Looking at Melbourne, Carroll observes how the city’s CBD fuses huge sports arenas with cultural art centres. Likewise Greater Melbourne melds the cosmopolitanism of its inner city with the localism of its suburbs. The majority live in the suburbs with their local schools and grocery shopping but frequently come into the inner city for work, business, entertainment, fashion, art and design. Linking this via an efficient transport system is a challenge. Governments play a role in that. But government is secondary to metaphysics. In a city that works, home-truths and away-truths are permeable. The city quietly combines epic and domestic aspects. In this it faintly echoes the Homeric hero who travels to distant shores yet returns home in the end.
Carroll describes a Melbourne that is riddled with fusions: its athletic religion, its bent sheltered laneways and wide exposed grid-style CBD streets, the use of sidewalks for dining and the street-like shopping arcades, the large female attendance at male football codes, and the ethnic incomers who marry-out into the wider community. Melbourne mingles dense locales and big boulevards, its golf courses’ wild and cultivated landscape design, its Botanic Gardens’ sweeping panoramas and hidden pathways. There is the vast ocean to the south of the city and a huge landmass to the north. Sydney, a city of dramatic landscape, is located between beaches and mountains, a sheltered harbour and an unpredictable ocean.
Such antitheses work well in combination because they are rooted in an ironic culture. Australians are a humorous people. The essence of wit is to turn things on their head. Australia is filled with witty people. They mercilessly satirise the pretentious behaviour of organisations. Political parties, government ministers, big corporations and administered associations all get a good rollicking. In the past fifty years membership of sporting leagues, trade unions and political parties has declined sharply as their bureaucracies have grown. American social science puts on a stern face and decries falling “participation”. But in Australia, Carroll notes, what has happened is that participation has shifted to self-organising society. Wit and banter are the binding agents of this organic society. Its acts through DIY creation.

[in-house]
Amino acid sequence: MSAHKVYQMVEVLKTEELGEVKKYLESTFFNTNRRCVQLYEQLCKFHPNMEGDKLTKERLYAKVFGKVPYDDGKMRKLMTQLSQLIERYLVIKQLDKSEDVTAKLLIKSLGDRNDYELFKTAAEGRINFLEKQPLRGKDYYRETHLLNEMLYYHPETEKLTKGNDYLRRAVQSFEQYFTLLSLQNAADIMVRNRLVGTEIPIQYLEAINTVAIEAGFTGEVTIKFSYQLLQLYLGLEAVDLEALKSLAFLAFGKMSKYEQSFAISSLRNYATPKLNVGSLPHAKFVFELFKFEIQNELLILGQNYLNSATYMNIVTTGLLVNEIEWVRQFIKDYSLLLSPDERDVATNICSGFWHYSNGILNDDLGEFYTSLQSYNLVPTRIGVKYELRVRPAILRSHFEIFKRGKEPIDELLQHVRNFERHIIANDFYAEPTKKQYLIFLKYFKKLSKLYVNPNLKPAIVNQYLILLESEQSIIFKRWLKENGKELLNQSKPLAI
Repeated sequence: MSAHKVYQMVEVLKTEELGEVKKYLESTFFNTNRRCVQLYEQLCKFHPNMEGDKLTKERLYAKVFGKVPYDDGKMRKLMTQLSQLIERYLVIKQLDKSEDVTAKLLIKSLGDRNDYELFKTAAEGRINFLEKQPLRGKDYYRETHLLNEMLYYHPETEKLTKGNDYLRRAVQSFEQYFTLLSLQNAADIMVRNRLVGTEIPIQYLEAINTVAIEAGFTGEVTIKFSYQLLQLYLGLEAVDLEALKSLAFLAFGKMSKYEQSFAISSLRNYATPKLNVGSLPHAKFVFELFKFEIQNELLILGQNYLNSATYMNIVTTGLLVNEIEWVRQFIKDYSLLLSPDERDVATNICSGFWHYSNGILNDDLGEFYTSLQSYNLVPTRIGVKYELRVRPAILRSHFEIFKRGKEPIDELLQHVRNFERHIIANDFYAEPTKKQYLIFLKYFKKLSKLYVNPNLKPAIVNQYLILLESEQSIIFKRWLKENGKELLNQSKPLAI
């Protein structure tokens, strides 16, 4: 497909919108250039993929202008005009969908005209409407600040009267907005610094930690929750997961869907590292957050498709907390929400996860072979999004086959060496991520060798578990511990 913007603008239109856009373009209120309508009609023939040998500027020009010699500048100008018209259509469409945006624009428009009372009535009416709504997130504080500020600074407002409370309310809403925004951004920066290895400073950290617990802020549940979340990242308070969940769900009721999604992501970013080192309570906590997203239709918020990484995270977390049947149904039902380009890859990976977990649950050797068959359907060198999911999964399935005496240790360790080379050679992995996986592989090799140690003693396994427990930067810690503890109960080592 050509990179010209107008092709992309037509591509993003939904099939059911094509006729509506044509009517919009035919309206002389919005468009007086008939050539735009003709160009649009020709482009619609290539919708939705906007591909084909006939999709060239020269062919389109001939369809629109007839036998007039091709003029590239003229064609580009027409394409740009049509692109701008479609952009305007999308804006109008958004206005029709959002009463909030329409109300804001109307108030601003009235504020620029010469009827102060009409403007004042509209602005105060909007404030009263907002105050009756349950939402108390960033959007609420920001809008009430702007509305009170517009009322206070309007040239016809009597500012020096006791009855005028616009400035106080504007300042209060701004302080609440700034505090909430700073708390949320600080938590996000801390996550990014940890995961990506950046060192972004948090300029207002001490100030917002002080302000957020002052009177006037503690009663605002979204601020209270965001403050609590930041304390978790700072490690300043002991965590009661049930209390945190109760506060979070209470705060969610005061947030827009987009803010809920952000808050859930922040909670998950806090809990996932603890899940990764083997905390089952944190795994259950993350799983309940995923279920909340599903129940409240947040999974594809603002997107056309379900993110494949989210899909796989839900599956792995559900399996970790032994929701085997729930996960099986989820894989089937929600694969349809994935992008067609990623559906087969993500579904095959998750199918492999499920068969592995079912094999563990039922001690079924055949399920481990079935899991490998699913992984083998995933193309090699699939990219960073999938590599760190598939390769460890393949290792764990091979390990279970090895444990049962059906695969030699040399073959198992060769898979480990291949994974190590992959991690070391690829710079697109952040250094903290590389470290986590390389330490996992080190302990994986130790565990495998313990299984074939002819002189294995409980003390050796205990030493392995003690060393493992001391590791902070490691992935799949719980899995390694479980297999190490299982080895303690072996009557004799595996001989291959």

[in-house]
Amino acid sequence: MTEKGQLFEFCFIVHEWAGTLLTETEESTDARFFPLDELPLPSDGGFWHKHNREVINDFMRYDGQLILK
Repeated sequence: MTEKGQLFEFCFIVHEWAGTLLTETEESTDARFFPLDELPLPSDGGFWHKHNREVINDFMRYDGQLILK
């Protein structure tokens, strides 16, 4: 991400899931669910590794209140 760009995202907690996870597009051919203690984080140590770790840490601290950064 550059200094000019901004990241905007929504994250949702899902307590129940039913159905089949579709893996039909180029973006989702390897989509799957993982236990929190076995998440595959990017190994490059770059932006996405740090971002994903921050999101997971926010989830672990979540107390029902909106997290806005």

A sceptical culture does what humour does and what creativity does. They merge oppositions. Donald Horne called Australia “lucky” because he thought the country had prospered despite its culture not being “original”. Carroll disagrees. Australia is prosperous, he argues, because it is a sceptical, humorous place. It has an economy of laughter. Like all great humour its undercurrent is serious. The procession of formidable Australian wits from Barry Humphries and Clive James to Bill Leak and Rob Sitch suggests a national talent for seeing one thing in another and bridging between night and day. The national taste for pattern order, evident in its tidy towns, is the flip-side of a taste for melding contrasts, the great driver of innovation both industrial and artistic. City-dwelling artists like Fred Williams immortalised the bush. Such uncanniness replicates the larger Australian society of observances where, as Carroll depicts, order is the condition of innovation, and persistence is the condition of change.